Amazingly, I never liked shopping growing up, or ever really. My friends in middle school would meet at the mall on a Friday or Saturday and spend the evening tossing around and trying on new clothes and dresses. I was too self-conscious about my body to ever really enjoy it. In high school, looking for a prom dress was the most disastrous $100 my mother and I would ever spend, the trauma of trying to fit a dress to my oddly proportioned, petite, somewhat athletic, yet still carrying a bit of baby fat body would ever experience. (I do not miss high school prom dress shopping one bit.)

To be honest, to this day I don’t really like shopping. But not because I’m too self aware to enjoy it, I just prefer to be outside, hiking, biking, or doing yoga than to brows aisles of clothes “just for fun.” Fun means so much more than being inside under blinding florescent lights looking at styles I want to buy and can’t afford or wishing I could pull off but never can.

So, it was to my surprise that for one of the first times in my life a few weeks ago, I felt a connection to the 3.5 billion other women who live in the world and care about this thing called shopping. Why had I been missing out, for nearly a quarter of a century, not appreciating this consumerist pastime?! Had I just crossed over to womanhood, as the world knows it?

Let me explain.

I walked into this one store that has a red and white logo and nearly every important thing to humanity inside. You know… Target! I ran in quickly to buy a card for a friends wedding, or birthday. I can’t even remember the event because after picking up the card, I meandered to the clothes section.

Instead of being overwhelmed with all the options and colors, I could barely pull myself away from the dresses, shirts, pants, shorts, more shirts, more dresses and more pants all waiting just for me. I took multiple trips back and fourth from the clothes to the dressing room and back again. And I’m sure that the sweet lady who gave me a new card with a number each time I walked in and out of the dressing room with armfuls of clothes, secretly hated the pile that built up of discarded options that someone (probably she) would have to put back in it’s home at the end of the day.

I tried to help out by putting one or two things that I remembered where I got them back on the rack, but let’s be real, I was too enamored with this thing called shopping to be of much use. I probably put those shirts on some pants rack somewhere.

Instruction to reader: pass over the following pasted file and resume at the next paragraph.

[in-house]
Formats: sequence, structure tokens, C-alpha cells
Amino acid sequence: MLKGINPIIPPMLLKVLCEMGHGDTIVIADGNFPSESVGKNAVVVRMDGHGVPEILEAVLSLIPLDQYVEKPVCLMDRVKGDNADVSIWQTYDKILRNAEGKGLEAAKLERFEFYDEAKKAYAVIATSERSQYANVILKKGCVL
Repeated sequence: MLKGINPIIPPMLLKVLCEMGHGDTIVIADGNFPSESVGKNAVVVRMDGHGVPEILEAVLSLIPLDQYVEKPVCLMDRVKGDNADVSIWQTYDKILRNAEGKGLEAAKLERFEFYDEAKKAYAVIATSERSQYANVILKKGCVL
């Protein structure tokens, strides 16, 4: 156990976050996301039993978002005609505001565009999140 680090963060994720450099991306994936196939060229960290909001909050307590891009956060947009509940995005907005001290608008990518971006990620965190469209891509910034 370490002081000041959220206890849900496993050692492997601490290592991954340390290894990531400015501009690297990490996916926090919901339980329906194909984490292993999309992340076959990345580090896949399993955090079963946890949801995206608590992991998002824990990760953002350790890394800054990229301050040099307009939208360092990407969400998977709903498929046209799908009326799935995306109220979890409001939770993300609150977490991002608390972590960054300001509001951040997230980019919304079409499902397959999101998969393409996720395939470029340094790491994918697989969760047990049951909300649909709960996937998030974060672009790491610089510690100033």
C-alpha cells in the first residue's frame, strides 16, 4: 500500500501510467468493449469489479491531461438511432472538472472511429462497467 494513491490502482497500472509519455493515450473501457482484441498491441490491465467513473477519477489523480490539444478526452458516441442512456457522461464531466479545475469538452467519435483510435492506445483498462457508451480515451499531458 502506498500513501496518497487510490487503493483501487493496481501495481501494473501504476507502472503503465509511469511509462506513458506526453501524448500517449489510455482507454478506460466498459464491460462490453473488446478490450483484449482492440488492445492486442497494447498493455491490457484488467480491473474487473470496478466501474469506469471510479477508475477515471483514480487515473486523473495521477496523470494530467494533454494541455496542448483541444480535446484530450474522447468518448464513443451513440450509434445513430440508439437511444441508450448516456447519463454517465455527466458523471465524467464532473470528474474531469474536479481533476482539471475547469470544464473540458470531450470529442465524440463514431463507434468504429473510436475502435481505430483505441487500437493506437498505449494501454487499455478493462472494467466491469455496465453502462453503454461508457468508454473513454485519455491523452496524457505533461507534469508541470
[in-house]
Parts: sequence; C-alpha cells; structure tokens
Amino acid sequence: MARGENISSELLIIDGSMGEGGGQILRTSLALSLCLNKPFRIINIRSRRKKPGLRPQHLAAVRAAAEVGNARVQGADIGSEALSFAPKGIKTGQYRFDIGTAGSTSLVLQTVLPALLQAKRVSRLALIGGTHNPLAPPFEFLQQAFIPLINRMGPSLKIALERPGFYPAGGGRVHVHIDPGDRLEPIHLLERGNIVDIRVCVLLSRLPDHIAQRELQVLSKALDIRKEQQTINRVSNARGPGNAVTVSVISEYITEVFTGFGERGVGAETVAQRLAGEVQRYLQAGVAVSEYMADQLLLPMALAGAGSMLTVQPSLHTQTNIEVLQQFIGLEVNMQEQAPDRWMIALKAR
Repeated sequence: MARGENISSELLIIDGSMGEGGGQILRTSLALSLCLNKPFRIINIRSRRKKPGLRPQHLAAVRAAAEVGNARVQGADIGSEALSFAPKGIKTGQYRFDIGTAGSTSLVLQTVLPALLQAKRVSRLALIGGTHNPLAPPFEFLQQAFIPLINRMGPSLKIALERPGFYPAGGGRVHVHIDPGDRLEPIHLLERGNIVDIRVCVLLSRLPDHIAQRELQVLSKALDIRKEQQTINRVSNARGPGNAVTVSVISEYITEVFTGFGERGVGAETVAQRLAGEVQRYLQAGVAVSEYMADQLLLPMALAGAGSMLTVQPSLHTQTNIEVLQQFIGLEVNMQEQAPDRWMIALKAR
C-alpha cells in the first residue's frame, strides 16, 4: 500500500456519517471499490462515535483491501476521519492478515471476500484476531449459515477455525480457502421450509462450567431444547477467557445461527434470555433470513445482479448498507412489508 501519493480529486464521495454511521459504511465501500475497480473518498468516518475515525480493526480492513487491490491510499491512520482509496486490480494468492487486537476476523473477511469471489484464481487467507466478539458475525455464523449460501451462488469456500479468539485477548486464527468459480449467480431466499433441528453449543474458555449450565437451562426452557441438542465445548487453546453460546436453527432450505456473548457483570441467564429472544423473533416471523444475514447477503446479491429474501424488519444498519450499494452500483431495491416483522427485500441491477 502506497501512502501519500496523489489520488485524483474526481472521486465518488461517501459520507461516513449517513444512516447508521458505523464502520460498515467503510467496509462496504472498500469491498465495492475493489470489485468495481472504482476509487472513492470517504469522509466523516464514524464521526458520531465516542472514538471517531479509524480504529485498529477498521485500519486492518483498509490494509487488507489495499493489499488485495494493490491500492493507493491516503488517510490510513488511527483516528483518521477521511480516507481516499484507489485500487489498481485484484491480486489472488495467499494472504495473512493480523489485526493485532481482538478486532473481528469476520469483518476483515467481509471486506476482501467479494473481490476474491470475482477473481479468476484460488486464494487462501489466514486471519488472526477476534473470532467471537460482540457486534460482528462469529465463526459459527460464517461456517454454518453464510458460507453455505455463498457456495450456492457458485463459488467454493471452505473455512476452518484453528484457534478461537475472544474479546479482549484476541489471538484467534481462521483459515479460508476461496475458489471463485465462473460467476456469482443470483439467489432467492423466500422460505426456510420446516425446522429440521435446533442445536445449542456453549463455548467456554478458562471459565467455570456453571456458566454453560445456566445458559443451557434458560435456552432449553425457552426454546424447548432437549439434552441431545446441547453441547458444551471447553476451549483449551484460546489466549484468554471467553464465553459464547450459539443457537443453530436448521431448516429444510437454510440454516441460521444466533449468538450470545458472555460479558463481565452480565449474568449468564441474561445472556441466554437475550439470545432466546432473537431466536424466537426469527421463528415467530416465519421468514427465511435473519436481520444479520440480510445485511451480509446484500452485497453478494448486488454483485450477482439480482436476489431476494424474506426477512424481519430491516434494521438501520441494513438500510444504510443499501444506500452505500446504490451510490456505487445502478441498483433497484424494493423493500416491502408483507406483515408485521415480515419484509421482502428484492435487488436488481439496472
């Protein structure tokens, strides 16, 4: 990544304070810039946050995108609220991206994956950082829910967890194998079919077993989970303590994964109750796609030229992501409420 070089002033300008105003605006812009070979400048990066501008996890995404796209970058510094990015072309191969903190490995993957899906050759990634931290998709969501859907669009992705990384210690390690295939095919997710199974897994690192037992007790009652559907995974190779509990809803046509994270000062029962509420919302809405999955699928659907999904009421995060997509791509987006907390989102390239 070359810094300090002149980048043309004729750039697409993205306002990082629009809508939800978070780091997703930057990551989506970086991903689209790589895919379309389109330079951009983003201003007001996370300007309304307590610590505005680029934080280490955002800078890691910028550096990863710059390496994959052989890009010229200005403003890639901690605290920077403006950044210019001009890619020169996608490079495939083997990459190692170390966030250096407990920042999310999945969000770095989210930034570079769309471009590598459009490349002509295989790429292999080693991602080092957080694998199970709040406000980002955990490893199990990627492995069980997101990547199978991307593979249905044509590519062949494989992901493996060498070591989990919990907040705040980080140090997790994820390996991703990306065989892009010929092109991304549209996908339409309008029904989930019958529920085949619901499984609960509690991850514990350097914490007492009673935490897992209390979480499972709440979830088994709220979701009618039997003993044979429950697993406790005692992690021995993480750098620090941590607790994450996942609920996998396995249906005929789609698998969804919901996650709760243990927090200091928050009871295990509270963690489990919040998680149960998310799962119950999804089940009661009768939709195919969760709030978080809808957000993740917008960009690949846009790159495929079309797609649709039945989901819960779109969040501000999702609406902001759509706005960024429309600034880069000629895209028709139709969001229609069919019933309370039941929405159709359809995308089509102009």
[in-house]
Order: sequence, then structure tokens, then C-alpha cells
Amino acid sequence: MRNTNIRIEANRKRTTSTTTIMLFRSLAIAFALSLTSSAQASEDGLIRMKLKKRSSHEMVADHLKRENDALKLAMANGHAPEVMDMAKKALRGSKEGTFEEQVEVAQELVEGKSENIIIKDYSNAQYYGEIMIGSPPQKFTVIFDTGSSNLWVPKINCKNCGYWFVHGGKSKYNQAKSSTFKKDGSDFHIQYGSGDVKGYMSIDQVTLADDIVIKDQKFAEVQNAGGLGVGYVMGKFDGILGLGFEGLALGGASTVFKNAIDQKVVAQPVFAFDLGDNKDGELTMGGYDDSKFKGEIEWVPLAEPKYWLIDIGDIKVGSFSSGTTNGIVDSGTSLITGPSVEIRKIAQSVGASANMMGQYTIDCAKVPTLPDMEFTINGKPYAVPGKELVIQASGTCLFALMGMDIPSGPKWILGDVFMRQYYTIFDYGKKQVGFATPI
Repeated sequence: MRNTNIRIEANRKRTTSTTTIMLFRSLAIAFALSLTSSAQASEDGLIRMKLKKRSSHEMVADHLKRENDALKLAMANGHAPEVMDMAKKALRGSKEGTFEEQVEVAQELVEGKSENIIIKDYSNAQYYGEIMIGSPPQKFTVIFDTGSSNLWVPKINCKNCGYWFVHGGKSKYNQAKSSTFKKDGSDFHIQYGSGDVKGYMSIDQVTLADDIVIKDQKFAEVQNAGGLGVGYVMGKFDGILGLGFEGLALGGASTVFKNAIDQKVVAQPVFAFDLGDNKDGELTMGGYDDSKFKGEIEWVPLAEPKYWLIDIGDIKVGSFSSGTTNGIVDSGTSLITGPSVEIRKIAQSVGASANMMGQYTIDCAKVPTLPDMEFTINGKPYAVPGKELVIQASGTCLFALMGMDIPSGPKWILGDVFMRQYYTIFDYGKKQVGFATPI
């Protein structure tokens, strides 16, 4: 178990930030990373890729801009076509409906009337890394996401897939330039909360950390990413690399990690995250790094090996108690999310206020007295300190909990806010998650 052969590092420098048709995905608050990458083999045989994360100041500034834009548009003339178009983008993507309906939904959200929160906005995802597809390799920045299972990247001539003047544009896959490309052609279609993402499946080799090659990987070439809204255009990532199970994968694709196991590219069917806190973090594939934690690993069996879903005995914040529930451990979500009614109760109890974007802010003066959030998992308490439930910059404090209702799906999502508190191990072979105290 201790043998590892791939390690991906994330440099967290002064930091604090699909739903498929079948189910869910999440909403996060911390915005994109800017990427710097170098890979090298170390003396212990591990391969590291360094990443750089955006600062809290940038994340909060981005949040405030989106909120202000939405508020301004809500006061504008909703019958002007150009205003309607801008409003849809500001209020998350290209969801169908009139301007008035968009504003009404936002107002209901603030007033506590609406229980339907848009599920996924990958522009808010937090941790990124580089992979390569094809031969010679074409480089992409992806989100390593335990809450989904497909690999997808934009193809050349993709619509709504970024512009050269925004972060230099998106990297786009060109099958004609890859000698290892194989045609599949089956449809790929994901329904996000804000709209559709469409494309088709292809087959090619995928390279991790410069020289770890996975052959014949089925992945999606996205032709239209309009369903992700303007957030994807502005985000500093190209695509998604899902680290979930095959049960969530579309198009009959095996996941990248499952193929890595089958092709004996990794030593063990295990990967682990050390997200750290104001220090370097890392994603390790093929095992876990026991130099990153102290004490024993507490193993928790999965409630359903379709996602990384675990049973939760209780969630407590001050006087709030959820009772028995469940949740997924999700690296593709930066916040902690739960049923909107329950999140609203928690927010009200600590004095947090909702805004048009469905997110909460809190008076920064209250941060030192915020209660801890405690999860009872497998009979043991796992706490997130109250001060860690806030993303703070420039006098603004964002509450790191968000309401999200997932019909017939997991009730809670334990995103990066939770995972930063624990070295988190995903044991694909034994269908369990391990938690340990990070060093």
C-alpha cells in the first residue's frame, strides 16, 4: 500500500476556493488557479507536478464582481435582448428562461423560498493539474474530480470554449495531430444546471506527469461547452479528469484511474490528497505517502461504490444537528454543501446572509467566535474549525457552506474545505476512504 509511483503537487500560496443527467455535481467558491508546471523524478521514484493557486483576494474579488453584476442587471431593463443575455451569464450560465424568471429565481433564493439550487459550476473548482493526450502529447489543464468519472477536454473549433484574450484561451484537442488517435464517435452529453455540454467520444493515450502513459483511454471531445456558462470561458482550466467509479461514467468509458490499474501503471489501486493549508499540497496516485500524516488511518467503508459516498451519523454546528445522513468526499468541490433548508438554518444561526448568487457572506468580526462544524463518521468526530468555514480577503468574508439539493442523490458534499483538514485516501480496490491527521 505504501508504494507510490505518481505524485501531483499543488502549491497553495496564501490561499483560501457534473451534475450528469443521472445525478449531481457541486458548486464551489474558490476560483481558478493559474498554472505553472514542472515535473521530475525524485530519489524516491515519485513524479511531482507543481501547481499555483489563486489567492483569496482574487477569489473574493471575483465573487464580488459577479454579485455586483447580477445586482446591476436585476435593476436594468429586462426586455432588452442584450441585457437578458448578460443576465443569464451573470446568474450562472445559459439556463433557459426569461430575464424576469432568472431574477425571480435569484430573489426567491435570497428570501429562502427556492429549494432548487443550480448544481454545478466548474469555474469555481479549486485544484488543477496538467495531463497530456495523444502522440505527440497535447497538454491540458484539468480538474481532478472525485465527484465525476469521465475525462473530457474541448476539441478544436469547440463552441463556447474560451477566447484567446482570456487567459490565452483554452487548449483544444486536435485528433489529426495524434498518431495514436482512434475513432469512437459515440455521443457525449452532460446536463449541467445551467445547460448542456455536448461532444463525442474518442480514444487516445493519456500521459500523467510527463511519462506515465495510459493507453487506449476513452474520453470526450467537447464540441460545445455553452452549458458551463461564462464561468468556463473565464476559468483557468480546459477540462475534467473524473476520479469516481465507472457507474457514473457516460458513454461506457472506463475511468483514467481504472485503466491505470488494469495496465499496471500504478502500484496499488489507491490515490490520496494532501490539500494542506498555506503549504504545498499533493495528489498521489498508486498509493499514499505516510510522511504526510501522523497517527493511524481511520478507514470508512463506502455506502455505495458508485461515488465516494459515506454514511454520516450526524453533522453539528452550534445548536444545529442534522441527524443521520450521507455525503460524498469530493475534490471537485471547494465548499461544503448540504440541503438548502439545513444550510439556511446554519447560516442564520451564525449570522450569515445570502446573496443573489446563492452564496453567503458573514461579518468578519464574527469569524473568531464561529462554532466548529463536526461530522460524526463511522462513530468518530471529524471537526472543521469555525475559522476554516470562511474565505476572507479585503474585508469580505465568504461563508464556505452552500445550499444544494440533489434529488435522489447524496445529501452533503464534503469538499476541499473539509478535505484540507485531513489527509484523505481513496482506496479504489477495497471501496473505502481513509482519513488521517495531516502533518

I don’t remember how long I spent in Target that morning. But I ended up walking out of the store empty handed, save for the card I had run in to purchase originally.

I wanted sooo many things! Too many things. I wanted the leopard shoes that wouldn’t go with anything in my closet. And the dresses to add to my collection of dresses I rarely wear anymore. I wanted boots and purses and new workout clothes…

But I walked away from it all; even though I could have used the pretty, plastic card in my wallet with my name on it to make all those things I wanted, mine.

I don’t know if it was my conscience or what, but a thought hit me at the end of the clothing frenzy I found myself that morning: I have to be a good steward of what God has given me, with both time and money. In the end, I couldn’t justify purchasing new “stuff” when I didn’t have the money to actually pay for it, when I had been struggling for months already to pay off that pretty, plastic card with my name on it. I couldn’t justify buying all this stuff for myself when so many people live with so little and don’t have a choice. I couldn’t justify claiming these new things as mine when the point wasn’t for an event or purpose other than to satisfy my desire of compliments and wanting.

So I walked away.

I also realized that morning, that I will never get back the time that I spent at Target trying clothes on.

To me, there are more important things to do with my money and time than buy more stuff for myself. (That’s not to say I will never buy anything ever!) However, I realized that day in Target that I turned a corner with shopping. It is with purpose and intentionality that I will shop in the future, not out of a rush of simply wanting things.

So I encourage you to think about what is in your shopping cart or basket the next time you meander into a store, being honest with what you find yourself reaching for, and think about spending that time and money on things (friendships, family, talents, and dreams) that are truly important. Maybe it’s time to turn a corner and walk away.

Have you ever seen Confessions of a Shopaholic?

Funny clip of shopping at it’s finest.